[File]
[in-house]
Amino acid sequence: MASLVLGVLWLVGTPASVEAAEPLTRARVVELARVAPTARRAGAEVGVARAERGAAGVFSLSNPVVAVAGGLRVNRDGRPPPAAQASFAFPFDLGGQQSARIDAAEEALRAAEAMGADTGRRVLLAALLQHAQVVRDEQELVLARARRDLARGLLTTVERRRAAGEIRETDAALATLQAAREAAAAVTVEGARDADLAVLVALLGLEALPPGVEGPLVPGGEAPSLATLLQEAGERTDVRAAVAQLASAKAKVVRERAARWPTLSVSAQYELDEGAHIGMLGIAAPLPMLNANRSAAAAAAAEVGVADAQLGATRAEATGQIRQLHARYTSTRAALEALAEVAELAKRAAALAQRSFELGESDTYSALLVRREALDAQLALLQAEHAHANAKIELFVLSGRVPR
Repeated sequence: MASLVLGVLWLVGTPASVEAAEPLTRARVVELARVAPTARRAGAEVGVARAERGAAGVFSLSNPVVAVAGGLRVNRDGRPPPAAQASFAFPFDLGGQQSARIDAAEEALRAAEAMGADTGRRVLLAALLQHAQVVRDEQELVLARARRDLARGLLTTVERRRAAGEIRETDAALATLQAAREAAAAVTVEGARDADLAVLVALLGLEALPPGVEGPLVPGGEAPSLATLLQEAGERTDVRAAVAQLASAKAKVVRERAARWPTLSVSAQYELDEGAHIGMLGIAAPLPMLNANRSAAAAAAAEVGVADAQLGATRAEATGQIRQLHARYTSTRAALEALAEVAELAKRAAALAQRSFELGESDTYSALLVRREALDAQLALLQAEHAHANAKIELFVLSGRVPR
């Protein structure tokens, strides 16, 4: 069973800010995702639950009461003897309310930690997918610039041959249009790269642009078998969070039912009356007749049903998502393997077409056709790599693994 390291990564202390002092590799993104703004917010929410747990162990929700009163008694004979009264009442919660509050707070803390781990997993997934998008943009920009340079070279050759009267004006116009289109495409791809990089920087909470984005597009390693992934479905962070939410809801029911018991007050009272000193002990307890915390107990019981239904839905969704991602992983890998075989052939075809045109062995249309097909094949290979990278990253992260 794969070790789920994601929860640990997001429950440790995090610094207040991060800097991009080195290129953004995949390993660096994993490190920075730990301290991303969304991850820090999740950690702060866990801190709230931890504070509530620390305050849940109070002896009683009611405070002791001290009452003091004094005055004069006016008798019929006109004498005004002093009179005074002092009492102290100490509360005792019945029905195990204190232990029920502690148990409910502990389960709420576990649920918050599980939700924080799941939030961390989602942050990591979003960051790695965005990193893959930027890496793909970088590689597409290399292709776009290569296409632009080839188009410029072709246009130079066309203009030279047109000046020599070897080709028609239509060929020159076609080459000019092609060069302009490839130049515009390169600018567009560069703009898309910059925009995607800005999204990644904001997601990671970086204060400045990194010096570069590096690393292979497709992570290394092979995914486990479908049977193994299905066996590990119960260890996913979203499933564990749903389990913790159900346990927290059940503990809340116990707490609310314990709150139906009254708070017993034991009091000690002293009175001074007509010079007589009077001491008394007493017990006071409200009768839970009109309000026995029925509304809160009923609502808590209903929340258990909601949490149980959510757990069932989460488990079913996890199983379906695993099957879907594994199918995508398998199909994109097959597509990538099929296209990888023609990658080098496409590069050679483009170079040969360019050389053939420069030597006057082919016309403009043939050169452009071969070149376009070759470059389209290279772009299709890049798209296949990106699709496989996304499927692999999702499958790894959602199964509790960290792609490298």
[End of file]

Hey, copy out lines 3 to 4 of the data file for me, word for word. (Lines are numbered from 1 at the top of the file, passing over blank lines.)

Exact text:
Repeated sequence: MASLVLGVLWLVGTPASVEAAEPLTRARVVELARVAPTARRAGAEVGVARAERGAAGVFSLSNPVVAVAGGLRVNRDGRPPPAAQASFAFPFDLGGQQSARIDAAEEALRAAEAMGADTGRRVLLAALLQHAQVVRDEQELVLARARRDLARGLLTTVERRRAAGEIRETDAALATLQAAREAAAAVTVEGARDADLAVLVALLGLEALPPGVEGPLVPGGEAPSLATLLQEAGERTDVRAAVAQLASAKAKVVRERAARWPTLSVSAQYELDEGAHIGMLGIAAPLPMLNANRSAAAAAAAEVGVADAQLGATRAEATGQIRQLHARYTSTRAALEALAEVAELAKRAAALAQRSFELGESDTYSALLVRREALDAQLALLQAEHAHANAKIELFVLSGRVPR
């Protein structure tokens, strides 16, 4: 069973800010995702639950009461003897309310930690997918610039041959249009790269642009078998969070039912009356007749049903998502393997077409056709790599693994 390291990564202390002092590799993104703004917010929410747990162990929700009163008694004979009264009442919660509050707070803390781990997993997934998008943009920009340079070279050759009267004006116009289109495409791809990089920087909470984005597009390693992934479905962070939410809801029911018991007050009272000193002990307890915390107990019981239904839905969704991602992983890998075989052939075809045109062995249309097909094949290979990278990253992260 794969070790789920994601929860640990997001429950440790995090610094207040991060800097991009080195290129953004995949390993660096994993490190920075730990301290991303969304991850820090999740950690702060866990801190709230931890504070509530620390305050849940109070002896009683009611405070002791001290009452003091004094005055004069006016008798019929006109004498005004002093009179005074002092009492102290100490509360005792019945029905195990204190232990029920502690148990409910502990389960709420576990649920918050599980939700924080799941939030961390989602942050990591979003960051790695965005990193893959930027890496793909970088590689597409290399292709776009290569296409632009080839188009410029072709246009130079066309203009030279047109000046020599070897080709028609239509060929020159076609080459000019092609060069302009490839130049515009390169600018567009560069703009898309910059925009995607800005999204990644904001997601990671970086204060400045990194010096570069590096690393292979497709992570290394092979995914486990479908049977193994299905066996590990119960260890996913979203499933564990749903389990913790159900346990927290059940503990809340116990707490609310314990709150139906009254708070017993034991009091000690002293009175001074007509010079007589009077001491008394007493017990006071409200009768839970009109309000026995029925509304809160009923609502808590209903929340258990909601949490149980959510757990069932989460488990079913996890199983379906695993099957879907594994199918995508398998199909994109097959597509990538099929296209990888023609990658080098496409590069050679483009170079040969360019050389053939420069030597006057082919016309403009043939050169452009071969070149376009070759470059389209290279772009299709890049798209296949990106699709496989996304499927692999999702499958790894959602199964509790960290792609490298």